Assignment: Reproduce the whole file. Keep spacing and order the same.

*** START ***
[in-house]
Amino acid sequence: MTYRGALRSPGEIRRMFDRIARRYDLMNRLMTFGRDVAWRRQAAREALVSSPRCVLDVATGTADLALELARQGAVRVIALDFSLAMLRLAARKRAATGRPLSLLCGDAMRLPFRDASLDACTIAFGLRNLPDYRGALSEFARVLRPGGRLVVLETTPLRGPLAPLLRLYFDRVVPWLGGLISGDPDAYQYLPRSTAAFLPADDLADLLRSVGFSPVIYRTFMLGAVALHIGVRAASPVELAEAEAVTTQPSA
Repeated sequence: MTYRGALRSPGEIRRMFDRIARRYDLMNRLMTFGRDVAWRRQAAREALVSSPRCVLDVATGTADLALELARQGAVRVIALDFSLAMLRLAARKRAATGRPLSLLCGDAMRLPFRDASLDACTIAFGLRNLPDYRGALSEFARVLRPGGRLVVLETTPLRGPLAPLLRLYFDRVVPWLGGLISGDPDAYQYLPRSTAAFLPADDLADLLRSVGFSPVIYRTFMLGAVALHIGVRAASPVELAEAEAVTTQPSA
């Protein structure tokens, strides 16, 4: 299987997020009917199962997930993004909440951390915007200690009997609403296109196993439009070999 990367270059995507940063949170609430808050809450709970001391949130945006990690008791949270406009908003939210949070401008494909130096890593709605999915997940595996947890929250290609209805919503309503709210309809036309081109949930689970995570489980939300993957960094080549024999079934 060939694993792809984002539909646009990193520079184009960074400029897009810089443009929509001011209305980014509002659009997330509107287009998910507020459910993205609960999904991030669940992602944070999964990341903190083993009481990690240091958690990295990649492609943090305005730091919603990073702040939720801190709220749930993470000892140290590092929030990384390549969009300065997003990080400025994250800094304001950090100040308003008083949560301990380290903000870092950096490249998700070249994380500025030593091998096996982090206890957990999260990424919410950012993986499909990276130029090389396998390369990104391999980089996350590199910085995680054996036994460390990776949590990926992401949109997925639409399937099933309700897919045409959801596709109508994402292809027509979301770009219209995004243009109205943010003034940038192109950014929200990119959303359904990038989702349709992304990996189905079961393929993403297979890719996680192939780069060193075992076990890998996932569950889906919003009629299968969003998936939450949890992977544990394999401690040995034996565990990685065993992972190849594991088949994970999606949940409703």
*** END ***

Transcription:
[in-house]
Amino acid sequence: MTYRGALRSPGEIRRMFDRIARRYDLMNRLMTFGRDVAWRRQAAREALVSSPRCVLDVATGTADLALELARQGAVRVIALDFSLAMLRLAARKRAATGRPLSLLCGDAMRLPFRDASLDACTIAFGLRNLPDYRGALSEFARVLRPGGRLVVLETTPLRGPLAPLLRLYFDRVVPWLGGLISGDPDAYQYLPRSTAAFLPADDLADLLRSVGFSPVIYRTFMLGAVALHIGVRAASPVELAEAEAVTTQPSA
Repeated sequence: MTYRGALRSPGEIRRMFDRIARRYDLMNRLMTFGRDVAWRRQAAREALVSSPRCVLDVATGTADLALELARQGAVRVIALDFSLAMLRLAARKRAATGRPLSLLCGDAMRLPFRDASLDACTIAFGLRNLPDYRGALSEFARVLRPGGRLVVLETTPLRGPLAPLLRLYFDRVVPWLGGLISGDPDAYQYLPRSTAAFLPADDLADLLRSVGFSPVIYRTFMLGAVALHIGVRAASPVELAEAEAVTTQPSA
């Protein structure tokens, strides 16, 4: 299987997020009917199962997930993004909440951390915007200690009997609403296109196993439009070999 990367270059995507940063949170609430808050809450709970001391949130945006990690008791949270406009908003939210949070401008494909130096890593709605999915997940595996947890929250290609209805919503309503709210309809036309081109949930689970995570489980939300993957960094080549024999079934 060939694993792809984002539909646009990193520079184009960074400029897009810089443009929509001011209305980014509002659009997330509107287009998910507020459910993205609960999904991030669940992602944070999964990341903190083993009481990690240091958690990295990649492609943090305005730091919603990073702040939720801190709220749930993470000892140290590092929030990384390549969009300065997003990080400025994250800094304001950090100040308003008083949560301990380290903000870092950096490249998700070249994380500025030593091998096996982090206890957990999260990424919410950012993986499909990276130029090389396998390369990104391999980089996350590199910085995680054996036994460390990776949590990926992401949109997925639409399937099933309700897919045409959801596709109508994402292809027509979301770009219209995004243009109205943010003034940038192109950014929200990119959303359904990038989702349709992304990996189905079961393929993403297979890719996680192939780069060193075992076990890998996932569950889906919003009629299968969003998936939450949890992977544990394999401690040995034996565990990685065993992972190849594991088949994970999606949940409703």